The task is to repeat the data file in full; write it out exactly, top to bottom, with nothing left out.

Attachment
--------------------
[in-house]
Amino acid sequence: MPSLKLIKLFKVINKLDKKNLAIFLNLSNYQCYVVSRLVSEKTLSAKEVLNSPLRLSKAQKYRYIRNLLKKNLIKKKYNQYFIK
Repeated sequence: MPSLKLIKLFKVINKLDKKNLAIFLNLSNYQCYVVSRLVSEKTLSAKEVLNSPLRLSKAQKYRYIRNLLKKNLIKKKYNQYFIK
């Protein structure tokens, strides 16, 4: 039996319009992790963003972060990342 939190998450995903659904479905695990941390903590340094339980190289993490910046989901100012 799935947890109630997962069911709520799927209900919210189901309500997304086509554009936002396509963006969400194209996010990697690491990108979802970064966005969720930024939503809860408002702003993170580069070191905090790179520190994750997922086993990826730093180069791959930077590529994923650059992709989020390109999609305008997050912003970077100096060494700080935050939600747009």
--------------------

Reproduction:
[in-house]
Amino acid sequence: MPSLKLIKLFKVINKLDKKNLAIFLNLSNYQCYVVSRLVSEKTLSAKEVLNSPLRLSKAQKYRYIRNLLKKNLIKKKYNQYFIK
Repeated sequence: MPSLKLIKLFKVINKLDKKNLAIFLNLSNYQCYVVSRLVSEKTLSAKEVLNSPLRLSKAQKYRYIRNLLKKNLIKKKYNQYFIK
């Protein structure tokens, strides 16, 4: 039996319009992790963003972060990342 939190998450995903659904479905695990941390903590340094339980190289993490910046989901100012 799935947890109630997962069911709520799927209900919210189901309500997304086509554009936002396509963006969400194209996010990697690491990108979802970064966005969720930024939503809860408002702003993170580069070191905090790179520190994750997922086993990826730093180069791959930077590529994923650059992709989020390109999609305008997050912003970077100096060494700080935050939600747009």